Like on an old pirate treasure map, X marks the spot.
In this case the treasure is some future fishing hotspots, and X marks their location during periods of low water. Mark them now, return to them later.
Most lakes have winter drawdowns when the water is lowered in anticipation of heavy spring rains.
It’s a perfect time to locate rocky points, downed trees, stump rows and other cover that later will be submerged. That’s where fish will be holding when the water rises.
Granted, many fishermen nowadays are equipped with high-tech electronics and don’t need to mark the spot by lining it up with a big cedar or craggy old sycamore on the bank. With the press of a button they can view the contour of the bottom and whatever cover is down there.
But even for them, knowing approximately where the contours and cover is will allow the gadget-minded anglers to hone in on the spot, rather than puttering around looking at a wavering radar screen.
If they know there’s a stump row about 25 feet out from the big cedar, they can go straight to it, and spend more time fishing and less time searching.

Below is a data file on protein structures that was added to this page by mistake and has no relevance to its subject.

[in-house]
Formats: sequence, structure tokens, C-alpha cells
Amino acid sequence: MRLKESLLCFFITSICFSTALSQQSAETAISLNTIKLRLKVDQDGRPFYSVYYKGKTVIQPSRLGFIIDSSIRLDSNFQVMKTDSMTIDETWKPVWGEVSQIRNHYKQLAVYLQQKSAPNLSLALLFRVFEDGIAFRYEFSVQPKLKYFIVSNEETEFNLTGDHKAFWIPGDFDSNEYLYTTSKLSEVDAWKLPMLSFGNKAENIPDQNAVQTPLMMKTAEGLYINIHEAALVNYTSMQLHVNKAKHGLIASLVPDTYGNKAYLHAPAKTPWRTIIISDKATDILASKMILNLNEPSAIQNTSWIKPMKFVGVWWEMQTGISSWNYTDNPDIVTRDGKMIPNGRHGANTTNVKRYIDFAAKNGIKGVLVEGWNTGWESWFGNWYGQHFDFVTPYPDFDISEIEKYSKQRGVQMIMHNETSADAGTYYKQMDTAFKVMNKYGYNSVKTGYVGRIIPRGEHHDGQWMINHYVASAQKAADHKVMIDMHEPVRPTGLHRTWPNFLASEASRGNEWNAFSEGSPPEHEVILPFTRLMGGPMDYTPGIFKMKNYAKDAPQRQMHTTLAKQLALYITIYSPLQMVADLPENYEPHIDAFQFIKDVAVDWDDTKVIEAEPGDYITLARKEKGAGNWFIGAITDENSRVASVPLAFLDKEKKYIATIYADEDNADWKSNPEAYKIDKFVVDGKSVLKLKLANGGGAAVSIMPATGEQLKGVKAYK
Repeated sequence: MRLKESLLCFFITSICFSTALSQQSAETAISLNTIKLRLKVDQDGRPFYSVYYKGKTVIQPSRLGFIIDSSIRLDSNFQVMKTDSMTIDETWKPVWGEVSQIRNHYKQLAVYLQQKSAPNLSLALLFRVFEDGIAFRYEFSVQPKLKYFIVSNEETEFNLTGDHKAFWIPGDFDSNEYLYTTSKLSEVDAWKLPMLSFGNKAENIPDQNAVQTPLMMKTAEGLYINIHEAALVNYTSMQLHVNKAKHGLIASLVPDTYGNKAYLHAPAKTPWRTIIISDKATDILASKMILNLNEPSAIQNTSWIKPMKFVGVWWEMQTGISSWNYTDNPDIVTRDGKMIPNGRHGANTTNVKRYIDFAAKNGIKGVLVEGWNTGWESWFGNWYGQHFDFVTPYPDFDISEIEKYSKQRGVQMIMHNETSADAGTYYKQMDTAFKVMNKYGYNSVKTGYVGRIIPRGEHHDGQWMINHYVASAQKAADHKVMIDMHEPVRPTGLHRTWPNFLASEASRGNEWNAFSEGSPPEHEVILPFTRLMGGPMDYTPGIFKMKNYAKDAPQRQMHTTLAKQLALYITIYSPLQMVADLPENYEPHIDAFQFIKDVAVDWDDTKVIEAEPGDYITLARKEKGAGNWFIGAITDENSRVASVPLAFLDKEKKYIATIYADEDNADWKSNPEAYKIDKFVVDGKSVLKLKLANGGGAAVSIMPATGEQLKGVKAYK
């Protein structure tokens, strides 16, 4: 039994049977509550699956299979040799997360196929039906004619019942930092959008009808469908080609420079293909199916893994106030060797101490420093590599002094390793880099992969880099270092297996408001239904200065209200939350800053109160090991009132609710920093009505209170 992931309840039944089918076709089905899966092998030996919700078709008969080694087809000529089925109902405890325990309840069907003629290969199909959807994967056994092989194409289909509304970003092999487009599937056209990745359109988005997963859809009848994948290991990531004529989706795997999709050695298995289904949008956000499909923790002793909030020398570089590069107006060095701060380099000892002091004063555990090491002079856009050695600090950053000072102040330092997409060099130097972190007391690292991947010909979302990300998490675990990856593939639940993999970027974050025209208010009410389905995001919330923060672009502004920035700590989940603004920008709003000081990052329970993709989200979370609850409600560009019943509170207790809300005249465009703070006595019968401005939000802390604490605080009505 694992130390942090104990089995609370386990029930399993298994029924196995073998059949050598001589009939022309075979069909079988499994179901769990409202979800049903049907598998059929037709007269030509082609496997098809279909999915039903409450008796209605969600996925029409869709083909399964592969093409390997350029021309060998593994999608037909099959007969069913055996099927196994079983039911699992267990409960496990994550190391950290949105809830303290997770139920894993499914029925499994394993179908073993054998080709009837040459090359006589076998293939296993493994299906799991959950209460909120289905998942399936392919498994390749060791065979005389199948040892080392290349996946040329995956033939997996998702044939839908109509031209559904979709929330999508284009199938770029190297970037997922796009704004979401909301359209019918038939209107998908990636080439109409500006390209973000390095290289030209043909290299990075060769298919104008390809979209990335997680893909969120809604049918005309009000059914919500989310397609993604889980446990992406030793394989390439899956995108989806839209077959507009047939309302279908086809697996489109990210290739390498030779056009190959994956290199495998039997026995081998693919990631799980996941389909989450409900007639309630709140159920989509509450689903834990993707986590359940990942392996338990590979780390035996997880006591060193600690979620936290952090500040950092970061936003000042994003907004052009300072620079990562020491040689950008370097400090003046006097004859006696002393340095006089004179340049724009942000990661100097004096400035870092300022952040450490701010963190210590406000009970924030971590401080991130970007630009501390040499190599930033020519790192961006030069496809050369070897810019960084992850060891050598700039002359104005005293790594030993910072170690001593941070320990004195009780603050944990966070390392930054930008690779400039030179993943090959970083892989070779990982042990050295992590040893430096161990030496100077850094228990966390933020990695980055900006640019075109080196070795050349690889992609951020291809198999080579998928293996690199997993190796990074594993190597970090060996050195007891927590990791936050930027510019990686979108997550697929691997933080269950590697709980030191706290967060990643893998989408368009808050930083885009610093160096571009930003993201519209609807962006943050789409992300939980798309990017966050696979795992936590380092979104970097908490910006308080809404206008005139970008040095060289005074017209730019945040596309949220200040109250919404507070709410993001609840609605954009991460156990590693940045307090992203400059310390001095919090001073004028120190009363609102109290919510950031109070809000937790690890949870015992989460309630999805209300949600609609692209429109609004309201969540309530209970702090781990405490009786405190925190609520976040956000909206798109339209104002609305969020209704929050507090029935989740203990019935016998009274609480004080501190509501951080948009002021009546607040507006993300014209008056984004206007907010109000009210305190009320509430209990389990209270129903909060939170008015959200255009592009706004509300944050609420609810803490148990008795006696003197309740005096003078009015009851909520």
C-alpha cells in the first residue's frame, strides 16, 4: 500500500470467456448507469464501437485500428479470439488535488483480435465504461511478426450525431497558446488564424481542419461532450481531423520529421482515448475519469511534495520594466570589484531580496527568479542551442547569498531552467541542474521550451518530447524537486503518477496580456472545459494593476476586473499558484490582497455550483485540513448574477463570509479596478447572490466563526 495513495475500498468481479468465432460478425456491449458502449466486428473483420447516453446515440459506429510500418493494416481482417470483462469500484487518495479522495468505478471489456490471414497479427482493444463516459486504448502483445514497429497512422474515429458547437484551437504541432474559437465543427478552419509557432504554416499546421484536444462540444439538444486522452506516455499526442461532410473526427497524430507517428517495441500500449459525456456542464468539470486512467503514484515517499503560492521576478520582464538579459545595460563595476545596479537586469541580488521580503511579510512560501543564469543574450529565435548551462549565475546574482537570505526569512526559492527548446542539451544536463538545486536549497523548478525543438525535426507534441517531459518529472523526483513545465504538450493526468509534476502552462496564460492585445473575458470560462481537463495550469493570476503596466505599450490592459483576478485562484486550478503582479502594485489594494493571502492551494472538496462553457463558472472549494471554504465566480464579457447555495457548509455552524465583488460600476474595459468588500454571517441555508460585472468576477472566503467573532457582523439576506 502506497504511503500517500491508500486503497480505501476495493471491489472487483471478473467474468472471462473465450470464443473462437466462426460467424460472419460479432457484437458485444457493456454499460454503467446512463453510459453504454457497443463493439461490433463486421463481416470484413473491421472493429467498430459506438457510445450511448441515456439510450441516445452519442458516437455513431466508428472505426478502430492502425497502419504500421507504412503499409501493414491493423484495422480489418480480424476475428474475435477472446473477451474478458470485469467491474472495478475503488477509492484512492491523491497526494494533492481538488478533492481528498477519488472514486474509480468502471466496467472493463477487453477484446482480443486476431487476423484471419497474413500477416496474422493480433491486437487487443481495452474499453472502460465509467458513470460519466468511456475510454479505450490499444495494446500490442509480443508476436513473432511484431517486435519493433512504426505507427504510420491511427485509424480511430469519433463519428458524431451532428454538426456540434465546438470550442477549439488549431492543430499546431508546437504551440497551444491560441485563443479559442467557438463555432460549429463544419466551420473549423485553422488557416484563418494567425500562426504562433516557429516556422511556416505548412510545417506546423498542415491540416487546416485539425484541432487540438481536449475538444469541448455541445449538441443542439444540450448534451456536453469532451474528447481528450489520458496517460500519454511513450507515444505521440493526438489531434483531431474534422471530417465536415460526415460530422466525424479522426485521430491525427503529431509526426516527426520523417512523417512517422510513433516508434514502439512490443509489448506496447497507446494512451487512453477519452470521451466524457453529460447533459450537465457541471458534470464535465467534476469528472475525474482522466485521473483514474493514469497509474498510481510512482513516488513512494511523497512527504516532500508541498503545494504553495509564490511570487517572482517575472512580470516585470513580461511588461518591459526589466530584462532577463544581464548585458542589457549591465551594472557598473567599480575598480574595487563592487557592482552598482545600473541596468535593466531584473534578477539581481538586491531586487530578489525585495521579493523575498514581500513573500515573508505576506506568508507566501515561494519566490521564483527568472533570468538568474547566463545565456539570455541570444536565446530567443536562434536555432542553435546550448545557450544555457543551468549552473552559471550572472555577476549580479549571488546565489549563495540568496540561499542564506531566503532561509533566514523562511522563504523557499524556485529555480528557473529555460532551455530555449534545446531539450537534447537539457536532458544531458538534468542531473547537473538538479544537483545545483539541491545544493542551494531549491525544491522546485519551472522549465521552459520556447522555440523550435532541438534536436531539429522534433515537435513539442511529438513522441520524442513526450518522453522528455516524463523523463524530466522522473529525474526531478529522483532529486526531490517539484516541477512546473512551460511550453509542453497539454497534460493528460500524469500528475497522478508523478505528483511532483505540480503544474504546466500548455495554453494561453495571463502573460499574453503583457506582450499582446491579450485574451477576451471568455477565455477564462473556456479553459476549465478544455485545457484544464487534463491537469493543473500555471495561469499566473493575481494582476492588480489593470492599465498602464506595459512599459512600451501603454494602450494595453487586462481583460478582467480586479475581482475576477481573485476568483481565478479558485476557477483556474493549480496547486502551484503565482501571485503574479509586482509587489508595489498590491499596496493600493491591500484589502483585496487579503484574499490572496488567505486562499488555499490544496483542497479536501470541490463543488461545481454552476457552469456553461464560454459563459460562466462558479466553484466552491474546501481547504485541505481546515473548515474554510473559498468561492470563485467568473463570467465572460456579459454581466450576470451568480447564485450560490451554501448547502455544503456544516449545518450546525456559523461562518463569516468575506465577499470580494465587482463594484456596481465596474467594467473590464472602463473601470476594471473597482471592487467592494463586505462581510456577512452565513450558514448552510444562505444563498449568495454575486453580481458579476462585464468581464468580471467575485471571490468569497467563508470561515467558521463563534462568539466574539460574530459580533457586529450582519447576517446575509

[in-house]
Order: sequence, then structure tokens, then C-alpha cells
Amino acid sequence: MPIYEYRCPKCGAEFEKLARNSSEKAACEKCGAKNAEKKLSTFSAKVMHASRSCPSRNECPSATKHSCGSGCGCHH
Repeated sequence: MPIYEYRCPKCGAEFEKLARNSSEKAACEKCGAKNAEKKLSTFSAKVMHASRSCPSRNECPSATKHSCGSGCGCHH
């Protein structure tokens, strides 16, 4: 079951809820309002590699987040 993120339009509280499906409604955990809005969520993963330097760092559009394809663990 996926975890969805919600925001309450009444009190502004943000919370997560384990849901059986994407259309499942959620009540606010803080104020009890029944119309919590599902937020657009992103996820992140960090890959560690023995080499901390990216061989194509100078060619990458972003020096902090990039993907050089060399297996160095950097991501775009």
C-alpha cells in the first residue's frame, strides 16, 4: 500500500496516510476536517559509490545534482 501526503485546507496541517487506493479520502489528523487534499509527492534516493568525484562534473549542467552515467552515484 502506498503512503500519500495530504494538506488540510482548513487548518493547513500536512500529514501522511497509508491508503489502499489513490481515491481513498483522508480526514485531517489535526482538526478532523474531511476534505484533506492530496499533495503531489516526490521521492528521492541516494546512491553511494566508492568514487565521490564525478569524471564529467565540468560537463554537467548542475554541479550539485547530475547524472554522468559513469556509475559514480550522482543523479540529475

I have a friend who puts out fish attractors during the winter when the water is low. He marks them by reference points on the bank – say, halfway between a rock outcropping and a craggy sycamore. (In Corps of Engineers Lakes like Percy Priest, putting out fish attractors has to be approved by the lake managers.)
Some mark their fish attractors by sticking a bottle or can on a tree limb. The problem with that is, it tips off the spot to other fishermen.
There is a long stretch of shoreline at Percy Priest along which every foot looks identical when the water is high. But below the surface lies a rocky point that juts far out into the lake, and crappie congregate around it in the spring.
You can’t see it, but you know it’s there because you located it back in the winter. Come spring, you can catch oodles of fish around it if you know precisely where to cast – about 30 yards down from two big cedars.
Like finding any hidden treasure, the key is knowing where to look.